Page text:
Setting The Bones For An Embracing DEI Culture

Ronald HendersonNew director seeks to break down ‘all barriers, discrimination and intolerance’ throughout the North Texas Conference

Rev. Dr. Ronald D. Henderson is Director of Racial Diversity, Equity and Inclusion for the North Texas Conference.

Recently, I had cervical fusion surgery, which required the replacing and/or repair of multiple vertebrae in my neck. After a time of rehabilitation, I returned to work in my new role as Director of Racial Diversity, Equity and Inclusion, the position I assumed on July 1.

After a thorough review of the work done prior to my procedure, I was shocked and disappointed at how the fruits of my labor did not measure up to my normal standard. Upon further analysis, I realized and accepted the fact that the pre-surgery pain I experienced had been both omnipresent and excruciating, which impacted and disrupted my professional and private life. After surgery, I was cognizant of and delighted with the reemergence of my normal energy, creativity and effectiveness, which returned minus the constant pain.

Racism, contempt for and intentional exclusion of people of color, has similar – if not more painful – effects as the disruption of a person’s quality of life due to physical agony. Structural racism devalues the worth, dignity and sacredness that one innately possesses at birth. God’s word is clear; all people are formed and born in the image of God (Genesis 1:26-27).

More painful for me than deteriorating vertebrae is the reality that systemic racism has destroyed the psyche or lives of people of color whose inclusion, perspective and experiences may have enriched the organizations or communities in which they were excluded. When we have true inclusion, we will have removed all barriers, discrimination and intolerance across all communities, systems and segments of society.

The beginning of a cultural change for an organization begins with an acknowledgment of past sins of racism, inequality and exclusion, which leads me to our present Journey Toward Racial Justice in the North Texas Conference. Although I am now living in this new and challenging position, I would like to make it clear that diversity is not the idea of Bishop McKee or myself; it is God’s idea. He created them, male and female (Genesis 1:27).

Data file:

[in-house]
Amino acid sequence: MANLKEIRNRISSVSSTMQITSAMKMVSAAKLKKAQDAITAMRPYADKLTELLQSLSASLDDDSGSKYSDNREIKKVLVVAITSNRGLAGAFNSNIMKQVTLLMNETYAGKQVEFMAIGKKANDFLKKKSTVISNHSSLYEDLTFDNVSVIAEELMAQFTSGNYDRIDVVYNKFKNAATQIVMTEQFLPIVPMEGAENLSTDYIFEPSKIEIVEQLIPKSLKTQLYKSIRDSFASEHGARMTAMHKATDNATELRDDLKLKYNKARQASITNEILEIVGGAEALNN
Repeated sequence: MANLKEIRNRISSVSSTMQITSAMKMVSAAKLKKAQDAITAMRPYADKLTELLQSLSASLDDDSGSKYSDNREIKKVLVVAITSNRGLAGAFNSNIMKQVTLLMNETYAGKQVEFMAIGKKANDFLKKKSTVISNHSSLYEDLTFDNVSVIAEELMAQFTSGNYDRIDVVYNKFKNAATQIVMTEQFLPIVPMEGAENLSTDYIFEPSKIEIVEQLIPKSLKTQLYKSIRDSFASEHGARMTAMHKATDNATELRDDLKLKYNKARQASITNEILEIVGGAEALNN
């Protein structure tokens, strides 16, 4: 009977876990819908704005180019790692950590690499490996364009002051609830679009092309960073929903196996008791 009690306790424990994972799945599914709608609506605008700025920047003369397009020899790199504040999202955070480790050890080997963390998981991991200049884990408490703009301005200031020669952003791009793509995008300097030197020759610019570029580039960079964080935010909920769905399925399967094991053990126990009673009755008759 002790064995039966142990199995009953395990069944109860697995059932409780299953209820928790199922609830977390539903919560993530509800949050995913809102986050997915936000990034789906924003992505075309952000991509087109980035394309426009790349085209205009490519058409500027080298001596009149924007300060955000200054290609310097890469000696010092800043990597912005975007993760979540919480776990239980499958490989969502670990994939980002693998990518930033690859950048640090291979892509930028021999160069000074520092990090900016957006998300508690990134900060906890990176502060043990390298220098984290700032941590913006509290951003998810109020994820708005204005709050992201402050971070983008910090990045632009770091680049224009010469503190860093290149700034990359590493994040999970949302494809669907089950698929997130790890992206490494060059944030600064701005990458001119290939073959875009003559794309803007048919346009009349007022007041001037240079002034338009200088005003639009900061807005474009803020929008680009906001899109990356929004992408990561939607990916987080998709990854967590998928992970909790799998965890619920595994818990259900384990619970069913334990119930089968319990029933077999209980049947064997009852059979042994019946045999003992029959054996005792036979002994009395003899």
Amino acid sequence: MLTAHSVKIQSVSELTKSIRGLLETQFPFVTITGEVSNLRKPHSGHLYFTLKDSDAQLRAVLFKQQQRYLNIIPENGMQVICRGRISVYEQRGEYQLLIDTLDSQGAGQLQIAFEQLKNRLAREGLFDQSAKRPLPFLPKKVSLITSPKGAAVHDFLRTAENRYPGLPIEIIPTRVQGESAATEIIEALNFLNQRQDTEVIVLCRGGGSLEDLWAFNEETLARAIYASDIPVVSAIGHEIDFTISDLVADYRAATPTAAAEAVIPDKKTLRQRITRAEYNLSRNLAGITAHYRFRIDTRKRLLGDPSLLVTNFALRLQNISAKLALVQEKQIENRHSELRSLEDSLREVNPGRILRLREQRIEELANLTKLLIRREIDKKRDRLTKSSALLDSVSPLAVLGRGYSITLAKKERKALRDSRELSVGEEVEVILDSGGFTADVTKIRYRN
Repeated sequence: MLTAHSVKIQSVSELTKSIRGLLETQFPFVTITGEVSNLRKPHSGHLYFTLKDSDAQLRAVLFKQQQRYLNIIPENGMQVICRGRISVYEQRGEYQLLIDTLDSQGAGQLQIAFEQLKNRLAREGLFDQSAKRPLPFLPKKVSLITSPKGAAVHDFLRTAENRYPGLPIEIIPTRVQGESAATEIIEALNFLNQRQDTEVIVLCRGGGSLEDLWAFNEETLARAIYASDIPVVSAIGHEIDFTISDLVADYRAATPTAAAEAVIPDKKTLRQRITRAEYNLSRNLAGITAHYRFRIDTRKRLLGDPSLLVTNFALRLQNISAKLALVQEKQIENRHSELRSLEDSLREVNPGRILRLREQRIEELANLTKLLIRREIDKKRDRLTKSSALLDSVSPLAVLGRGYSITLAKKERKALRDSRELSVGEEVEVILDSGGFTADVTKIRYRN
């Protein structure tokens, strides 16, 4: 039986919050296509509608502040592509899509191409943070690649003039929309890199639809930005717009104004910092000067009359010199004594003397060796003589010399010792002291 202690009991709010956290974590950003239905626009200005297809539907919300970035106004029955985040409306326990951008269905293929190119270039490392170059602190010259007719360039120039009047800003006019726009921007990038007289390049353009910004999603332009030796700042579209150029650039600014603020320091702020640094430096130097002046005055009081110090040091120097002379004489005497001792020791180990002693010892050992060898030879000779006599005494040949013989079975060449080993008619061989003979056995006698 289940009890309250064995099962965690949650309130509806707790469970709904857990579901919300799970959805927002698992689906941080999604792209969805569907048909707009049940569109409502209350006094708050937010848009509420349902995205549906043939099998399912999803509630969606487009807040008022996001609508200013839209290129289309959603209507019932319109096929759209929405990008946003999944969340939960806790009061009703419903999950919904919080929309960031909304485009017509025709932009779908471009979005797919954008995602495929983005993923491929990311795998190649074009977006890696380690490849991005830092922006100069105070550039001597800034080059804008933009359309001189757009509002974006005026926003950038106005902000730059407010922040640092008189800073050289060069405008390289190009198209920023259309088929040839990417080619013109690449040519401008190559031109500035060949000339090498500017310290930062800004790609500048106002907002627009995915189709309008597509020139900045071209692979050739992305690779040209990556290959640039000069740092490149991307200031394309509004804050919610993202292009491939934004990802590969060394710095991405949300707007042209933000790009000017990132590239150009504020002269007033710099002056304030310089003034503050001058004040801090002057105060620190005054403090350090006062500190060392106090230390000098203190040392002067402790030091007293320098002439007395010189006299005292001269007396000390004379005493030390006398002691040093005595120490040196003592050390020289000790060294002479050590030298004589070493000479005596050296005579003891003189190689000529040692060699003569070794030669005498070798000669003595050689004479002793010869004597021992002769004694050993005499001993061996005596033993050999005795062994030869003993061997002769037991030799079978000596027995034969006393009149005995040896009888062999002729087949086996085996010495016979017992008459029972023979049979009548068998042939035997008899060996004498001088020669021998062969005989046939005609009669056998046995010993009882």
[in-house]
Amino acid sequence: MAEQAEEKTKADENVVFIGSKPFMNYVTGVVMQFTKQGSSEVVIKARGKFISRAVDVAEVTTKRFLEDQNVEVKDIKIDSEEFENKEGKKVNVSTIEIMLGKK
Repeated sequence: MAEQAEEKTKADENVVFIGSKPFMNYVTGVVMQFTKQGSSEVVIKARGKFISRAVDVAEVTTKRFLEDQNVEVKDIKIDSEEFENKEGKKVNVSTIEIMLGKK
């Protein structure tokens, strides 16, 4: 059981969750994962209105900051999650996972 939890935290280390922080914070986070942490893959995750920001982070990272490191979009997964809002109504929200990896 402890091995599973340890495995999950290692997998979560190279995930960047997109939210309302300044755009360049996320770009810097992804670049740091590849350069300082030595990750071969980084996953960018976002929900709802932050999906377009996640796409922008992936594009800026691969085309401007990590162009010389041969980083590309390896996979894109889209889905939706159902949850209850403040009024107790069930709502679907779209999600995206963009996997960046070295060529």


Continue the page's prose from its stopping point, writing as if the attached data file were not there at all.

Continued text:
Bishop McKee has expressed a total commitment to a culture in the North Texas Conference and the broader society that reflects diversity, equity and inclusion. Consequently, those of us in his Cabinet are equally committed to this important work. Collectively, our mission is to dismantle racism in all forms, wherever it is harbored; and to develop authentic communities of inclusion.

Dr. Martin Luther King, Jr. reminded us that we are born with an indelible stamp of the Imago Dei – the image of God manifested in all humans. Therefore, all people are sacred and must be valued, treated with dignity and embraced as children of God.

As I conclude, I can share that my quality of life has improved because of a successful surgery and rehabilitation, which was a long, difficult and sometimes-painful process. In comparison, the change in thinking in our conference for a more diverse, equitable and inclusive reality will not take place overnight and may, at times, be an arduous undertaking. However, with diligence, commitment, persistence and consistence, this will be a new and better way of life for all of us.

To involve your church or further involve your church in our Journey Toward Racial Justice, email Rev. Ronald D. Henderson.

Published: Wednesday, October 27, 2021